Author Interview: Miriam Drori

Do you have any suggestions to help me become a better writer? If so, what are they?

That depends on who ‘you’ are. I’m assuming you’re a novice writer.

Basically, write a lot and read a lot. You do? Then do them more. When reading, pay attention to the different styles, to the nuances, to everything. When writing, try out the styles and discover what suits you best. Or create a style you haven’t read. It’s all right to break rules as long as you know what you’re doing. I broke four…maybe five…rules in my uplit novel, Cultivating a Fuji. Here they are:

  • The novel must begin with action.
  • The story must begin from the point of view of the main character.
  • Minor characters don’t have points of view.
  • If a character appears in only one scene of the novel, that character can’t have any backstory at all.
  • There must be no head-hopping.

It wasn’t an easy decision to break them. I thought long and hard about each one, and decided according to what suited my novel. If the minor characters hadn’t had backstories or points of view, they would have come across as nasty and uncaring. But the fact is that they all have their own worries and don’t have the emotional space or maturity to help the main character. Some of them really want to help but don’t know how. And head-hopping? That comes in only one scene, in which it’s essential to view the scene from the points of view of both participants.

But you need to understand and internalise all the rules, and not break them on a whim.

Do you prefer ebooks, printed books, or audiobooks most of the time?

I prefer a mixture of ebooks and printed books. Each has advantages and disadvantages. I read ebooks on my phone, so they’re always with me and never require lugging around heavy weights. But printed books are more relaxing for the eyes, and when reading them, I find it easier to skim back to remind myself of a forgotten fact. I haven’t delved into the realm of audiobooks yet. When I have time to listen while doing something I don’t have to concentrate on, that something is always a radio programme or podcast.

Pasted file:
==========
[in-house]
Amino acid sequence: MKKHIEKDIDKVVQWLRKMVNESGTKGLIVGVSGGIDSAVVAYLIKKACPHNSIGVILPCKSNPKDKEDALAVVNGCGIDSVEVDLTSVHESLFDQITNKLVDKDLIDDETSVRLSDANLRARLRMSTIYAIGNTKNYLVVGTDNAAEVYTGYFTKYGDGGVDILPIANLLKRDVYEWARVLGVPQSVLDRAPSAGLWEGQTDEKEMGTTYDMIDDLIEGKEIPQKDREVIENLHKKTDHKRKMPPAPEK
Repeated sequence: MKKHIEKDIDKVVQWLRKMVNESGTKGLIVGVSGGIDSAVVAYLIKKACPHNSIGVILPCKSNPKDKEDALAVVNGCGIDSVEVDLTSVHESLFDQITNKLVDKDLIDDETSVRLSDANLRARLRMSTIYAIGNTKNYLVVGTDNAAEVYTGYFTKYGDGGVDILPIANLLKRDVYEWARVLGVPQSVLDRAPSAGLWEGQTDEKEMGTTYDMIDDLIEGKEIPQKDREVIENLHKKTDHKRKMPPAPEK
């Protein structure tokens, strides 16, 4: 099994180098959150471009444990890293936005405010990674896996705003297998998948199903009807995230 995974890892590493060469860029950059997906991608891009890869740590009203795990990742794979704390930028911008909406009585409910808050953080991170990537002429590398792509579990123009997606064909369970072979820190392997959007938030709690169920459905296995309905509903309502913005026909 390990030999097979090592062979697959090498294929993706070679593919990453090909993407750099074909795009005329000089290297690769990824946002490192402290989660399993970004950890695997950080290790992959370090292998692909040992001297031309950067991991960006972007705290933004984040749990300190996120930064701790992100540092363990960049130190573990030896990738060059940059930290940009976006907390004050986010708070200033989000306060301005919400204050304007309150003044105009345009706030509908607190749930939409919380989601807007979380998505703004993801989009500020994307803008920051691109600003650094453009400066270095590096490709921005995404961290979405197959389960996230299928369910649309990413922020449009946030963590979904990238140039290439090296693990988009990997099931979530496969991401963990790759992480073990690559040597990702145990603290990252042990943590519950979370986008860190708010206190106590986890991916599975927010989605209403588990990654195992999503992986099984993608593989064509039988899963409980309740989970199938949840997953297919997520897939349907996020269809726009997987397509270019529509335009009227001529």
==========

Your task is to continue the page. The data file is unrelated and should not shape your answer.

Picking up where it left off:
Have you ever considered writing under a pseudonym, and why or why not?

I considered it. I fancied the name Mandy, but hadn’t thought of a last name. I would have chosen a name without the letter R. My name has three, and I always have trouble pronouncing them. However, I realised that having a pseudonym would create extra work on social media. In general, it would create extra complications. And most of all, I just wanted to be me. I’d hidden behind a façade for too long and wanted readers to know everything. Well…almost everything!

Have you ever traveled as research for your book?

Yes. I wandered around my home city of Jerusalem for the books that are set there. I visited Vienna for a book that was never published. But mostly, things happened the other way around. I set my books in places I’d been to. So, for example, Cultivating a Fuji was written after an amazing tour of Japan. I’d had the idea of sending Martin (my main character) to Japan before visiting that country, although I knew I was about to go. The visit made it possible for me to write about Japan, although only from the point of view of a tourist. I would never attempt to write about living there; that’s out of my sphere of knowledge. And the same Martin lives in the picturesque town of Bournemouth, UK, because it’s a place I know well. Although I never lived there, my parents did.

How did you come up with the title for your book?

The name Fuji usually brings to mind the beautiful, conical-shaped mountain in Japan. But Fuji is also a type of apple, named after the town where it was first developed: Fujisaki. Fuji apples go through a long cultivation period. They need sun, but not too much. So, the apple growers wrap each apple in paper – first wax paper, then regular paper. Removing the paper not long before harvest, they spread foil on the ground, so that the sun’s rays reach underneath each apple as well as on top. The resulting fruit is sweet and delicious. This seemed a perfect metaphor for my main character, who also experiences a long and complex period of development. Hence the name: Cultivating a Fuji.